In one of the most decisive moments of World War II, two specks of British possessions in the Mediterranean, Malta and Gibraltar, were catapulted to the centre stage of high war politics as the war cabinet in London agonized over a French government proposal to offer territorial concessions to Mussolini in a bid to keep Italy out of the war. In no time, this turned into a political tussle over whether or not Britain should sue for peace through Italian mediation.
As the protagonists fought a battle of wits over three days of intensive talks in May 1940, the fate of the two imperial fortresses lay in the hands of one man: Winston Churchill. But Churchill had no intention of going down what he called a ‘slippery slope’, arguing the nations that went down fighting rose again but those that surrendered tamely were finished. But how did the story evolve? What would have been the reaction of the people of Malta and Gibraltar had they been made aware of it in time?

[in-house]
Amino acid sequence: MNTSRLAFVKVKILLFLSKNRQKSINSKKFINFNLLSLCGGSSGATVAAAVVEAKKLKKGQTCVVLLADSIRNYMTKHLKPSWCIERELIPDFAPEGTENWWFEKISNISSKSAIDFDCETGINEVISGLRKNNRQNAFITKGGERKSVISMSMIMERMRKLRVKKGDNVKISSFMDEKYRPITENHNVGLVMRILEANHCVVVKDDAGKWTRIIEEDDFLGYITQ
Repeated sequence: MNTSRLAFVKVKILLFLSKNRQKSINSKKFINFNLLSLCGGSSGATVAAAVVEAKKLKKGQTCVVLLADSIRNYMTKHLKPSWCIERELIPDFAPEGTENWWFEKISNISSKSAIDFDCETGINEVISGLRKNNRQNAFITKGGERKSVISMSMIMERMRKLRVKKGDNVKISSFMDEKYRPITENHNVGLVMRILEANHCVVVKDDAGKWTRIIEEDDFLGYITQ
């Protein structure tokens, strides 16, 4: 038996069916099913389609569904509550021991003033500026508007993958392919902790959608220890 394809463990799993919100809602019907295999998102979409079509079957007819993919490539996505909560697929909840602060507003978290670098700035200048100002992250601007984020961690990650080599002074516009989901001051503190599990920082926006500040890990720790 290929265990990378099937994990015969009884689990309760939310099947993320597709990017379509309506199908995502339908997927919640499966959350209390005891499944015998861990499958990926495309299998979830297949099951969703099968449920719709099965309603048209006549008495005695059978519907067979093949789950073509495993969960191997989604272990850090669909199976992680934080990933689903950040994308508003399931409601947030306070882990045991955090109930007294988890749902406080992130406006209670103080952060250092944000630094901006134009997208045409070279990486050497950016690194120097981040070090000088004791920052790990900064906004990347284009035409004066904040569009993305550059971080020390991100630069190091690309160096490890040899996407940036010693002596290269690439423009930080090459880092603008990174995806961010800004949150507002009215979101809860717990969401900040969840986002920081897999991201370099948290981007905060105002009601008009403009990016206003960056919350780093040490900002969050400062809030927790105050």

Before stepping into Churchill’s war cabinet to see how the talks unfolded, the book first explores at some length the ups and downs in the two peoples’ expectations and aspirations as well as their disappointments along their social and constitutional journey before and after the war.